A postcard to adventure

Me, Myself and Miss Gibbs

MAC, Birmingham


IT ALL began with a postcard. Francesca Millican-Slater was an arts student looking for a project and she found it in a cluttered shop in Devon.

There she handed over 50p for faded postcard of Lincoln Cathedral. Dated July 15th, 1910, it was addressed to a Miss L Gibbs of 62 Douglas Buildings, Marshalsea Road, Borough and it carried the intriguing messages ‘Be Careful Tomorrow. A. C.'

And so began a quest which has lasted more than ten years as Francesca has toured the country and delved into archives in an attempt to discover the mystery. Who was A C? Who was Miss L Gibbs? And why did she have to be careful tomorrow?

No reviewer worth their salt will of course reveal any of these answers – that privilege belongs to Ms Millican-Slater but what I can say is that the journey is hugely entertaining.

Francesca presents the show as a monologue and a diary. She shares videos of herself as she embarked on her quest, photographs of people she met along the way, recreations of scenes with householders and sellers and some very interesting documents.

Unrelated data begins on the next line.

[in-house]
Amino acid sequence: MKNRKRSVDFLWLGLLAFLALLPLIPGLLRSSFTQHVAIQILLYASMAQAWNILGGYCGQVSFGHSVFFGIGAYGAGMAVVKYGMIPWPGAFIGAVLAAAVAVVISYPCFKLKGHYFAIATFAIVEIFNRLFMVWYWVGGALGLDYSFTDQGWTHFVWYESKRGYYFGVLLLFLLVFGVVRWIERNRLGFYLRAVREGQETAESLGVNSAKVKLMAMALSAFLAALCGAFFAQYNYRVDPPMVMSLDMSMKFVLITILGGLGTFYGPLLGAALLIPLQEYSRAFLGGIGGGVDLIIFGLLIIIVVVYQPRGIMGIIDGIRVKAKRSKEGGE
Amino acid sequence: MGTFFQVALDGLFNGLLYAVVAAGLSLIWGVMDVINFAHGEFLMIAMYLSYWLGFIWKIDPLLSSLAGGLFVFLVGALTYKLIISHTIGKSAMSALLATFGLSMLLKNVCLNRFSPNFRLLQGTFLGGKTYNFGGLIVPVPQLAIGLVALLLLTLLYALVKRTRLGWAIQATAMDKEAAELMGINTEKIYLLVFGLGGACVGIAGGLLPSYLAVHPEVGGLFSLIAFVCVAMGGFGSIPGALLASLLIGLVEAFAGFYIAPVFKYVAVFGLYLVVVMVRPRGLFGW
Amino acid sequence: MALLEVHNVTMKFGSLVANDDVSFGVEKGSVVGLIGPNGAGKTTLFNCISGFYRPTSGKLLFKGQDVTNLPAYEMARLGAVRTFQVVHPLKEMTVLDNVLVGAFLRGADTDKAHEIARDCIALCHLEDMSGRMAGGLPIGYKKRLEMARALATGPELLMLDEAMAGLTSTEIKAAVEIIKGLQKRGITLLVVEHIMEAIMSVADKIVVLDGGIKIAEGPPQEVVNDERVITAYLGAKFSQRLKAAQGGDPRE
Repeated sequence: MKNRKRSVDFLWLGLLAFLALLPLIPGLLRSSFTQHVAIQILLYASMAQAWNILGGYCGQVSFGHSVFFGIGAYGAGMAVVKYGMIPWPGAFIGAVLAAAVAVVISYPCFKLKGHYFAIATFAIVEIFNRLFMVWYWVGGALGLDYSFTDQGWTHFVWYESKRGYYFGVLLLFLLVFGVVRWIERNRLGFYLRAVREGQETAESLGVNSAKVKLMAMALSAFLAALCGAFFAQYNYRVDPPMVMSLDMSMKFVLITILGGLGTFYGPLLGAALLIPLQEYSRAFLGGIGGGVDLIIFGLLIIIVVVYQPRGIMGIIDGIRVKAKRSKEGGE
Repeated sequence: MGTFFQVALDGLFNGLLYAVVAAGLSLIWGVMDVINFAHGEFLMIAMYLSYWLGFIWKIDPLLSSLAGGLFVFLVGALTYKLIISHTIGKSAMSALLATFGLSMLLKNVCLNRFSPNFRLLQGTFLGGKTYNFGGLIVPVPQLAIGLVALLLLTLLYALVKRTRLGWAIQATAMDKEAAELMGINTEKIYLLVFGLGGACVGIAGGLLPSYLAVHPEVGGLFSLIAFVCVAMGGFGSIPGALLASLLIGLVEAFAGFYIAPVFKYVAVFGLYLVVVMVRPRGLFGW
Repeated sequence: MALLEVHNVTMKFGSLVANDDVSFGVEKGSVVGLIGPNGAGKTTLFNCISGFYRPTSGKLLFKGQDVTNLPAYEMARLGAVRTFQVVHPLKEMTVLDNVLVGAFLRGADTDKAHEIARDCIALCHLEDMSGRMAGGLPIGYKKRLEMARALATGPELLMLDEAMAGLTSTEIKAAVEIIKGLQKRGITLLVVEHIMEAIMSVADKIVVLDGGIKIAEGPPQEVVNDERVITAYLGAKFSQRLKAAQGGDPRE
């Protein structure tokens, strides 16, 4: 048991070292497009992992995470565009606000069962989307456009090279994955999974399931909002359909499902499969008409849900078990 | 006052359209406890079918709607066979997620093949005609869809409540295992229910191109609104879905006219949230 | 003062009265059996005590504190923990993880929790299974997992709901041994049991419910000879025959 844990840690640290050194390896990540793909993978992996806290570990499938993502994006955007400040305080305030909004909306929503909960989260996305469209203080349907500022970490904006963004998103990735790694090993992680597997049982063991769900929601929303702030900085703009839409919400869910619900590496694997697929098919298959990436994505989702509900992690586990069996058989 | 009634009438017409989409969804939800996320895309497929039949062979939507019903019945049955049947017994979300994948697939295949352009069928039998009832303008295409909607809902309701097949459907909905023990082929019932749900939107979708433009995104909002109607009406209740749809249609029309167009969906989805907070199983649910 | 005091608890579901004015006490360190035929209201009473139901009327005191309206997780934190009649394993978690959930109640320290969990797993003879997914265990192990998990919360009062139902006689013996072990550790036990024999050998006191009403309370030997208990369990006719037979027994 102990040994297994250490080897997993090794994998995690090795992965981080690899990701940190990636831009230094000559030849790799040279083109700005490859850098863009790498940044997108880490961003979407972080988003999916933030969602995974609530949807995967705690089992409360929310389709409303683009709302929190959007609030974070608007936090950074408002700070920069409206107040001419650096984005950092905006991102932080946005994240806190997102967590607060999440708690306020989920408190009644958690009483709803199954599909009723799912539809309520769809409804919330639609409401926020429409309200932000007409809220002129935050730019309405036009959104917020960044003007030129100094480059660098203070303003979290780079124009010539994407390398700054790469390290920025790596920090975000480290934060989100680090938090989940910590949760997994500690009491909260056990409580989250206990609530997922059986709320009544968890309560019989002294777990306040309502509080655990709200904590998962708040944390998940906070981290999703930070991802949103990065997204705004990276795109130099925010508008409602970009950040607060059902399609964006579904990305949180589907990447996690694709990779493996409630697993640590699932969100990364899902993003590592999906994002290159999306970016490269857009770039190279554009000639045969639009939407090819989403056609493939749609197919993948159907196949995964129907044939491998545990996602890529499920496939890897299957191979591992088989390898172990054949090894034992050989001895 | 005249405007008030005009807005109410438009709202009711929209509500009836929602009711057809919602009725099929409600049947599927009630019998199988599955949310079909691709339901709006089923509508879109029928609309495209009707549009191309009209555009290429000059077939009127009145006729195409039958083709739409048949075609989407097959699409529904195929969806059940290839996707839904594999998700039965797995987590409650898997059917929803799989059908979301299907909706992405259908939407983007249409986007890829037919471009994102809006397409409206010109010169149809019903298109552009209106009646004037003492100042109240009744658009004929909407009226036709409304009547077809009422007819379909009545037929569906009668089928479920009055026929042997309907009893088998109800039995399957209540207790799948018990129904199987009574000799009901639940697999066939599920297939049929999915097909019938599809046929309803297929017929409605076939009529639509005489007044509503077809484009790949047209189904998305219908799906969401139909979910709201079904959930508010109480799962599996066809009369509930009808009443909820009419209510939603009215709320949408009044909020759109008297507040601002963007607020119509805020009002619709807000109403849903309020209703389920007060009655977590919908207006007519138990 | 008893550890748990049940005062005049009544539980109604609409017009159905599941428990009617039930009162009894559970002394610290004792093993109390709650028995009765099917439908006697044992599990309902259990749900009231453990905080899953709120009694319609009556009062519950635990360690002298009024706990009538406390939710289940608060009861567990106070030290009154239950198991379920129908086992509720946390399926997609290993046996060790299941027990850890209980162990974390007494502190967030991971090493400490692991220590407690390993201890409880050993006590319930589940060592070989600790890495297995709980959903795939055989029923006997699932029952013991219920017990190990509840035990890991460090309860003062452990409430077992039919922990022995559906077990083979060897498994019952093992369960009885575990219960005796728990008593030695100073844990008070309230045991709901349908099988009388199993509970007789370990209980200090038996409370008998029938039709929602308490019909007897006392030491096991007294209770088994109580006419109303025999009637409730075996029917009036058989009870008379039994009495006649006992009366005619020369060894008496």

Blending detective novel with biography, she takes us through her discoveries – some amusing, some surprising and some tragic as we learn of a family's fortunes over the decades.

Francesca is a born story-teller, switching times and jumping into roles as the tale unfolds and self-deprecating of her own increasing obsession to dig deep into the lives of people she has never met.

Her manner is highly informal. She begins with a discussion of the best places to sit in the mac's Hexagon Theatre in order to ensure the best view of her makeshift screens and concludes by offering to stay and answer questions or allow further investigation of documents.

Me, Myself and Miss Gibbs performed to sell-out audiences at mac last year before heading off to Edinburgh Fringe and is now on a nationwide tour.

And with the story still on-going who knows where the it will go next? To 22-03-12

Diane Parkes 


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